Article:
Small-scale activities can also be effective in reducing the power of stereotypes. A middle school in San Francisco asked each student to write about how they do not fit a certain stereotype on a strip of paper. One boy wrote, “I wear a hoody, but I am not a gangster.” Then all the strips were posted so others could think about how stereotypes influenced their peers. In another activity, Dissolving Stereotypes, students wrote stereotypes that have hurt them on a slip of rice paper, put them into a pool of water and watched them disappear.

5. Recognize that Breaking Down Stereotypes Liberates Us All

Breaking down stereotypes through dialogue and activities sends a clear message that negative stereotypes do not define us or our communities. Countering stereotype threat requires going a step further and embracing our unique identities and differences as assets to us. By fostering these beliefs, we create “identity safety,” a sense that our identities have value and that diversity is a true resource for learning.

Creating identity safety will be the topic of the third blog in this series.

Cohn-Vargas is director of Not In Our School and co-author of Identity Safe Classrooms: Places to Belong and Learn.

[1] Steele, Spencer and Aronson

[2] Dovidio and Gaertner

Tackling Implicit Bias

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Reprinted from Teaching Tolerance http://www.tolerance.org/blog/tackling-implicit-bias

by Dr. Becki Cohn-Vargas on March 25, 2015

Blogs and Articles: Classroom Practice Prejudice Reduction
Editor’s Note: This blog is the first in a three-part series that links three important ideas—implicit bias, stereotype threat and identity safety—all backed by research.

As educators, it may seem overwhelming that, in addition to addressing overt racism in our classrooms and schools, we also need to tackle unconscious racial prejudices, known as “implicit bias,” not only in our students, but in ourselves. However, it is possible to address implicit bias, and the solutions are in our hands.

The recent events in Ferguson came as a dramatic wake-up call for our country. Fifty years after Selma, we still have a racial divide in this country. While overt racism has greatly declined from the days of segregation and lynching, and many laws now seek to protect our citizens from discrimination, pervasive racist attitudes rear their ugly heads in harmful and sometimes deadly ways. For many of us who strive for equity and social justice in our rapidly diversifying country, the next big hurdle in our path is tackling aversive racism and stereotyping—also known as implicit bias. Negative stereotypes feed our minds like a steady drip of toxin; we may not even be aware of as it occurs. Whether toxic attitudes are about other people or ourselves, they are very damaging.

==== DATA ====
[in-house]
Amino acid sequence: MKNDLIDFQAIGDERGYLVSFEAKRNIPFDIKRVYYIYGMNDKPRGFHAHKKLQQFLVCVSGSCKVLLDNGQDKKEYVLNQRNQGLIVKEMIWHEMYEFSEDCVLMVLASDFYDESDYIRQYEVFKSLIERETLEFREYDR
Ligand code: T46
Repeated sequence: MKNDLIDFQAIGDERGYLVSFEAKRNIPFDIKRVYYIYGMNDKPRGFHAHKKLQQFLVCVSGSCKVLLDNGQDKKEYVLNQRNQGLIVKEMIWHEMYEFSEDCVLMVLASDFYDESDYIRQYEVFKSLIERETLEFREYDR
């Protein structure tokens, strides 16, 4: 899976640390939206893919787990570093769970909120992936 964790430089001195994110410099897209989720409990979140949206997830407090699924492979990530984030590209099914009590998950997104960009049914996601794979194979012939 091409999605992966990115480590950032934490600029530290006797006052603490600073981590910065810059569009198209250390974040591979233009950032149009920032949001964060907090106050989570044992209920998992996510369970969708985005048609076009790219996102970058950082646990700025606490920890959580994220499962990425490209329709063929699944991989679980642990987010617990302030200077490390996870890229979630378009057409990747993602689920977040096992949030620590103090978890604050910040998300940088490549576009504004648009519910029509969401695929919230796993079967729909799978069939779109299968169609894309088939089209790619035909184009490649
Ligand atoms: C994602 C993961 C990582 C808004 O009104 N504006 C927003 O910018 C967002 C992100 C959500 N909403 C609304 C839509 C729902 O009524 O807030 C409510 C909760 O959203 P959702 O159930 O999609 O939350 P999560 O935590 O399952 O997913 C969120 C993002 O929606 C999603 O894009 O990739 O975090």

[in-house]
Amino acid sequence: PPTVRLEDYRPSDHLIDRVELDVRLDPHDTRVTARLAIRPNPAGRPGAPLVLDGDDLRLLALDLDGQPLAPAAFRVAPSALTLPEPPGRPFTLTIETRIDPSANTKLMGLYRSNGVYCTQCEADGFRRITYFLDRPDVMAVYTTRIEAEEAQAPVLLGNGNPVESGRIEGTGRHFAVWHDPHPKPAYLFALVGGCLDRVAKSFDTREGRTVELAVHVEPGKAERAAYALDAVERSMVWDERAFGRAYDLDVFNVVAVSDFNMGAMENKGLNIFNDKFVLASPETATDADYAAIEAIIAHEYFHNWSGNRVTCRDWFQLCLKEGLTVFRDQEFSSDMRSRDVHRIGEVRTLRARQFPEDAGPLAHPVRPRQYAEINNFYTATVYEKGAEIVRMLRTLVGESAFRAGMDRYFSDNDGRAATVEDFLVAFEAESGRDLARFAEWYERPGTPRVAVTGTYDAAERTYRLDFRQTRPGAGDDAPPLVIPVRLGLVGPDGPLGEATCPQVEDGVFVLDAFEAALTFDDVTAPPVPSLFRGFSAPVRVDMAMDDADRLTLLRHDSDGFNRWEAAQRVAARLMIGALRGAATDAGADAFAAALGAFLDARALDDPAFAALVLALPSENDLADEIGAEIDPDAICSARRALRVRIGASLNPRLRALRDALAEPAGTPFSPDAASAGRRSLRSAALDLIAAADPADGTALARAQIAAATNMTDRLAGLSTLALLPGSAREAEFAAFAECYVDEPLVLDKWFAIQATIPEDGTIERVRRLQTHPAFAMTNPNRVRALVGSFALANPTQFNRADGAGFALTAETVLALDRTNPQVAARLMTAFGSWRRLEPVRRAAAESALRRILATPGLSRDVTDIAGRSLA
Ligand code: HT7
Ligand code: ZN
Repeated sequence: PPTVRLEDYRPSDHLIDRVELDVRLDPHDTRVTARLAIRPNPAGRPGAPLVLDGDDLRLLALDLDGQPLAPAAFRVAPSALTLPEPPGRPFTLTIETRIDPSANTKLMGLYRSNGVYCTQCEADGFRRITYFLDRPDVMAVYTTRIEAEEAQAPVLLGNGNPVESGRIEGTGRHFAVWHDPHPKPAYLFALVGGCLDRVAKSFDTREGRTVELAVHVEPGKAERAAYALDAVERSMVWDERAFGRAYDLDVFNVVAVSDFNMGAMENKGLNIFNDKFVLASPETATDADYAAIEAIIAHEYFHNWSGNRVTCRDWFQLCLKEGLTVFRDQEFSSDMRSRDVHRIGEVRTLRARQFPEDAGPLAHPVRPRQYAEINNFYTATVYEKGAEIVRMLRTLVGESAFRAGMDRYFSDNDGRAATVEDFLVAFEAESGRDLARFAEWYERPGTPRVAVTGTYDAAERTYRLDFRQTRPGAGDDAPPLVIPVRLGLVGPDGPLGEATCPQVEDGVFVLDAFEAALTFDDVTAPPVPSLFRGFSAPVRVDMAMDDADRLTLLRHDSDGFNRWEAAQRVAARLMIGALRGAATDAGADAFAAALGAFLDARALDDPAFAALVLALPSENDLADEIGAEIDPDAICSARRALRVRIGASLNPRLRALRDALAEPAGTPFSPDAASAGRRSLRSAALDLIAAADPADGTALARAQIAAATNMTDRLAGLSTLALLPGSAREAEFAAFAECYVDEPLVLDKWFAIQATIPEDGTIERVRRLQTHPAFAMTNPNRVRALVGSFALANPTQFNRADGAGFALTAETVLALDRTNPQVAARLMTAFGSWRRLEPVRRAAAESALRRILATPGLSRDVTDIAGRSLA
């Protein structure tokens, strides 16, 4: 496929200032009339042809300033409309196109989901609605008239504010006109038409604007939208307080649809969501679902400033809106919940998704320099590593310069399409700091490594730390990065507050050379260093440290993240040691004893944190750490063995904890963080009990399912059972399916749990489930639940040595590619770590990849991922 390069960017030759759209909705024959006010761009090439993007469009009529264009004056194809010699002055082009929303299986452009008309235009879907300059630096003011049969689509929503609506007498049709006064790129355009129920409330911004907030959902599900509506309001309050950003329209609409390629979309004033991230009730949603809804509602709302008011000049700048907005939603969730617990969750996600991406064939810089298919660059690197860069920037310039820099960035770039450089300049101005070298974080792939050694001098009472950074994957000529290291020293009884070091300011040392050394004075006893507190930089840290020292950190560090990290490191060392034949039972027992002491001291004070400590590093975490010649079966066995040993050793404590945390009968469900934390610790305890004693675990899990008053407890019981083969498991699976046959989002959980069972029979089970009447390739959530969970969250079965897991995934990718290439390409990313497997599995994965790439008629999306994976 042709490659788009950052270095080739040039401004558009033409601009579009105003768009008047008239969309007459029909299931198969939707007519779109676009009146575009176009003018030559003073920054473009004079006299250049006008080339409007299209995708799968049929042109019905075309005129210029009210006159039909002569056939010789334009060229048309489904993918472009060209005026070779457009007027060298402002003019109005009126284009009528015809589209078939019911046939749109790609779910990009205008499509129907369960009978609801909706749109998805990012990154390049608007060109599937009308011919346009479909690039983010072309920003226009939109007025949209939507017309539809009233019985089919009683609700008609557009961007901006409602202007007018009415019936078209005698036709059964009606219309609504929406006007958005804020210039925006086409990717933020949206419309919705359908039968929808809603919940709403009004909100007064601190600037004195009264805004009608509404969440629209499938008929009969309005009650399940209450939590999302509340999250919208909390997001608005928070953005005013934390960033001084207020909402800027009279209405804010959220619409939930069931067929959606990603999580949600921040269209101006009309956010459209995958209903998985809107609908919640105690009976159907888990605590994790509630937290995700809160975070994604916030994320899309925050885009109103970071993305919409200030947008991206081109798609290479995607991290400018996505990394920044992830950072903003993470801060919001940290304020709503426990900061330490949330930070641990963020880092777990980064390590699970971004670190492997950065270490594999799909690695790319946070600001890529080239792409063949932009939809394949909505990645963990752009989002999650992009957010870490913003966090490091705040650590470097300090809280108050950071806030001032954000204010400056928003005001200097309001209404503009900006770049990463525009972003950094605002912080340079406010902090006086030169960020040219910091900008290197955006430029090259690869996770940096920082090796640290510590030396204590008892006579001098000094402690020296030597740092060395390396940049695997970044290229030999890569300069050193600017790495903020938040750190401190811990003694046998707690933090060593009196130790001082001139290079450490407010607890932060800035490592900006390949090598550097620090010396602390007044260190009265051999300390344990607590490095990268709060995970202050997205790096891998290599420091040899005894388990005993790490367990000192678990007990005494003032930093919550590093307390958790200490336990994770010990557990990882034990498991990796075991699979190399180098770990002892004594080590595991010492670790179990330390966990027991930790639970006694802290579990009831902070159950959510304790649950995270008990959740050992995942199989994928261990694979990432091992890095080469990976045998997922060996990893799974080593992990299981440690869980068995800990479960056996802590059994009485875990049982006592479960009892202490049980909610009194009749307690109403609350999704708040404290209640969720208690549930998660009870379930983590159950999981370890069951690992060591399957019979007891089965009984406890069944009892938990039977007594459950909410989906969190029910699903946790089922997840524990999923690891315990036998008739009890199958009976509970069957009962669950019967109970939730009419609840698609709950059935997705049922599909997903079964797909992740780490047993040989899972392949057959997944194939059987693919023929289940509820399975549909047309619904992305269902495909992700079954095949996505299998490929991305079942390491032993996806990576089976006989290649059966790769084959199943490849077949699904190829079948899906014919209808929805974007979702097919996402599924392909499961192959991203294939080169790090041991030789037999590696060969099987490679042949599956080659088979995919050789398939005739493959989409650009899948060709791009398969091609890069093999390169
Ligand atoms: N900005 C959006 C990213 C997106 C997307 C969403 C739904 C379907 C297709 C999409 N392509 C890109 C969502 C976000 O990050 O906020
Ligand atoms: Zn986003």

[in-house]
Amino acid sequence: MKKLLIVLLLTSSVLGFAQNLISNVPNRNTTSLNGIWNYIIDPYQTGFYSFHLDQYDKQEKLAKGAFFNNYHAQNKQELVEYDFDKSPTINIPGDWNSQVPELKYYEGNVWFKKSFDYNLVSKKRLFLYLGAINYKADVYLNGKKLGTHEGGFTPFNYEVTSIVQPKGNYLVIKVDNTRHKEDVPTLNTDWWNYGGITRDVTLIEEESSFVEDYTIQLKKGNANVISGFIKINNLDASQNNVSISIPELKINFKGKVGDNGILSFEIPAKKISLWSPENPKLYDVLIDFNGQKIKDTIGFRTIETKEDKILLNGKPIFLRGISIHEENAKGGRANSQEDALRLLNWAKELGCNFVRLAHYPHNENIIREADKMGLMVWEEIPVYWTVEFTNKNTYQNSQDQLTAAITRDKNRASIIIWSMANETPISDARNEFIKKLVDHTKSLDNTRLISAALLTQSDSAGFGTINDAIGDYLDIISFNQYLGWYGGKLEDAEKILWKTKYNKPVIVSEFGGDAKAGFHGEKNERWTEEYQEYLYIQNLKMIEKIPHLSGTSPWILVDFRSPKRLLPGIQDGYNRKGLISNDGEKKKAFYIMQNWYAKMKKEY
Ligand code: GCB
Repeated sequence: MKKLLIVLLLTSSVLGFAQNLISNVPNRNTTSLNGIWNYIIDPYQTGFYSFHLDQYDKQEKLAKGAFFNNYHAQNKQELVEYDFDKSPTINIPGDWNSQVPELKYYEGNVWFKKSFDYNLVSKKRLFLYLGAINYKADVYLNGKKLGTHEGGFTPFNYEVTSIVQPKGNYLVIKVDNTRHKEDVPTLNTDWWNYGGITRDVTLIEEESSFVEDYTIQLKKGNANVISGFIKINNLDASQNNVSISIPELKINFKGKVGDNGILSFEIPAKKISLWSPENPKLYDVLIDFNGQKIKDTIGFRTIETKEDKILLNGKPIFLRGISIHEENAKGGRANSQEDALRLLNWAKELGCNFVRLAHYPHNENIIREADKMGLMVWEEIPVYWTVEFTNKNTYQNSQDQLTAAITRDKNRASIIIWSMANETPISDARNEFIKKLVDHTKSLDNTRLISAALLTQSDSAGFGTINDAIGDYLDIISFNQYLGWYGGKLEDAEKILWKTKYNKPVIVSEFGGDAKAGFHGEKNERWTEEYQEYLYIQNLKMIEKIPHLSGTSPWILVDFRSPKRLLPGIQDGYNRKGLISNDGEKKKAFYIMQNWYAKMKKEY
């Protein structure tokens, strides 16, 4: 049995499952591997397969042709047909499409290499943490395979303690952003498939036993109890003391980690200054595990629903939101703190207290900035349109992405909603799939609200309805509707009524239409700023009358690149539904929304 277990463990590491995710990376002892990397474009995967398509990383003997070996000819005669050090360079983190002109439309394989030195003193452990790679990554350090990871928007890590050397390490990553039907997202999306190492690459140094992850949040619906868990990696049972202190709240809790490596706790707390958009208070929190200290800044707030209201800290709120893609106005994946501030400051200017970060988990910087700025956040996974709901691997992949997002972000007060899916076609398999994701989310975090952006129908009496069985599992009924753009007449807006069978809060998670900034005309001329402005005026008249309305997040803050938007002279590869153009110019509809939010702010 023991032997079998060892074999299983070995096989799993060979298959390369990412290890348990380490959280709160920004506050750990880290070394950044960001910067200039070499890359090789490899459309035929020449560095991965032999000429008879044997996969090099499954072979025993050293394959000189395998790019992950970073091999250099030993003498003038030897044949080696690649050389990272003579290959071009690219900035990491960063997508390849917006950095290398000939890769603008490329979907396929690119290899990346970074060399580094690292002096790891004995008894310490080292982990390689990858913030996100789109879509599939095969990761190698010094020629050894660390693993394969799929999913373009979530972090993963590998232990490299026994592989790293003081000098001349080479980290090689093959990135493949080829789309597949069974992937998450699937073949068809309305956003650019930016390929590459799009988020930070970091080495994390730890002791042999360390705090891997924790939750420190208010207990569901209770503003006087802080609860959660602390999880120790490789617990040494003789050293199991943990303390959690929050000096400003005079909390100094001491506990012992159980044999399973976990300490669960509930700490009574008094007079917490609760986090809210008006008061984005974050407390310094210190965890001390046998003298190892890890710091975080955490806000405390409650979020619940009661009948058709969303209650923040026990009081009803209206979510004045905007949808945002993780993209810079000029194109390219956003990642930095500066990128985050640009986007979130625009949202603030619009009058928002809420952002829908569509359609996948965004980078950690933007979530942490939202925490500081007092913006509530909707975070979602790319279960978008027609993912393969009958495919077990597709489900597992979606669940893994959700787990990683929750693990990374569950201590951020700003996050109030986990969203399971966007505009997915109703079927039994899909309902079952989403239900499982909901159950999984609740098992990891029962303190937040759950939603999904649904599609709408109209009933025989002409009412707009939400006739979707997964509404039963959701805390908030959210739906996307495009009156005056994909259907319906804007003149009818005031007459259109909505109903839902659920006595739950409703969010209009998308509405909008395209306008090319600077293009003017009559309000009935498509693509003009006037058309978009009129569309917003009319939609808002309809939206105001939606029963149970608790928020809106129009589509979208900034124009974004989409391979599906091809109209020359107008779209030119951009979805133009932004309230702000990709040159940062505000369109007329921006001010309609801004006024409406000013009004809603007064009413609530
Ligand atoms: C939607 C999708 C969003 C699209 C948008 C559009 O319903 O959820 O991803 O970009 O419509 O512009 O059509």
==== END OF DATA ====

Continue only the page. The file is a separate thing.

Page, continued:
Several research experiments have deepened our understanding of implicit bias:

In one experiment, word association was used to identify bias. Study participants were shown words with positive or negative associations like “happy” or awful” and then rapidly shown either black and white faces. Right away, they were told to classify the words as pleasant or unpleasant. White participants classified negative words more quickly if the words were shown after they saw black faces, suggesting a negative association with black people.[1]
In another study, research subjects viewed black and white faces so quickly that they didn’t consciously know what they saw. Then a blurred object flashed on the screen. Sometimes the object was a knife or gun. If participants saw black faces, they quickly identified the guns and knives. If they saw white faces, it took more time to discern the object.[2]
Understand the Problem

One of the challenges of changing implicit bias is that, because we are often not conscious of our beliefs, we can take actions based on them without realizing it. These types of reactions have been part of the fabric of humans since our earliest days. Often we fear people and events that surprise us or are unfamiliar to us. To some extent, this type of stereotyping is built into us as a survival mechanism that gets passed on to children. That does not mean implicit bias is “natural” or right. It means we need to be aware that we are capable of holding beliefs that are not based in logic. Once we do that, we can step back and analyze how implicit bias negatively affects us today.

Like the canaries in the gold mine, the unconscious bias that lurks in our minds can indicate the potential for devastating outcomes such as an officer making a split-second decision and killing an unarmed youth. And for educators, implicit bias can cause us to suspend and expel students more rapidly, as Secretary of Education Arne Duncan captured when he highlighted statistics on how black students are suspended and expelled at rates three times those of whites, often for lesser offenses.